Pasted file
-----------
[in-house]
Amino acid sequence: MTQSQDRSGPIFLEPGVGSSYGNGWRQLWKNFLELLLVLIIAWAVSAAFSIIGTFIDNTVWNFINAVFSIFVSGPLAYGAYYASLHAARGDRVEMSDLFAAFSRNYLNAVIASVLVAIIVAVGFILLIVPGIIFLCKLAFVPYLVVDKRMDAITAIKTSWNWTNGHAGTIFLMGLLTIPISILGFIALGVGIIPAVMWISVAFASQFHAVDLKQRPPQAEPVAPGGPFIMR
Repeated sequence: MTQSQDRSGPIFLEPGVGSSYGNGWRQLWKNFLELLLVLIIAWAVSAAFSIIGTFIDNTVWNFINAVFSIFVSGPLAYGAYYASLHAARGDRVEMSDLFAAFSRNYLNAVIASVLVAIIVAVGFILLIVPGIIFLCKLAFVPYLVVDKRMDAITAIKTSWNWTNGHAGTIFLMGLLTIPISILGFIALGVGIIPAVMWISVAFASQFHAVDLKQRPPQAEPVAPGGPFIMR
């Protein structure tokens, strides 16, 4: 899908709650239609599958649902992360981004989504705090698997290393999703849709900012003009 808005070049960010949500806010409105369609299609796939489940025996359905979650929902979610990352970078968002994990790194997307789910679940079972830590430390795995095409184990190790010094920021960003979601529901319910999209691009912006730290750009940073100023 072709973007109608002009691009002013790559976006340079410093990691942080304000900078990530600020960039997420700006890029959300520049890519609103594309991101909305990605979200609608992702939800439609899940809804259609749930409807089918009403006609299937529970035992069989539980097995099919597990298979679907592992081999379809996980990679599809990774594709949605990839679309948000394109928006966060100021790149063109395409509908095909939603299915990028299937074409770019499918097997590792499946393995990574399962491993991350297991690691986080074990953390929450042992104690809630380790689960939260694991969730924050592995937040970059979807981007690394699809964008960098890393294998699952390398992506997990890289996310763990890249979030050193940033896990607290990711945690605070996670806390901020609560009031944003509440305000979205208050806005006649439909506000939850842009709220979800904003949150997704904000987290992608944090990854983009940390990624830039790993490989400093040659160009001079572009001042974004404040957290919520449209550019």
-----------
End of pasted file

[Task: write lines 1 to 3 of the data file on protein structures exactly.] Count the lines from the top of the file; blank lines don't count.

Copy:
[in-house]
Amino acid sequence: MTQSQDRSGPIFLEPGVGSSYGNGWRQLWKNFLELLLVLIIAWAVSAAFSIIGTFIDNTVWNFINAVFSIFVSGPLAYGAYYASLHAARGDRVEMSDLFAAFSRNYLNAVIASVLVAIIVAVGFILLIVPGIIFLCKLAFVPYLVVDKRMDAITAIKTSWNWTNGHAGTIFLMGLLTIPISILGFIALGVGIIPAVMWISVAFASQFHAVDLKQRPPQAEPVAPGGPFIMR
Repeated sequence: MTQSQDRSGPIFLEPGVGSSYGNGWRQLWKNFLELLLVLIIAWAVSAAFSIIGTFIDNTVWNFINAVFSIFVSGPLAYGAYYASLHAARGDRVEMSDLFAAFSRNYLNAVIASVLVAIIVAVGFILLIVPGIIFLCKLAFVPYLVVDKRMDAITAIKTSWNWTNGHAGTIFLMGLLTIPISILGFIALGVGIIPAVMWISVAFASQFHAVDLKQRPPQAEPVAPGGPFIMR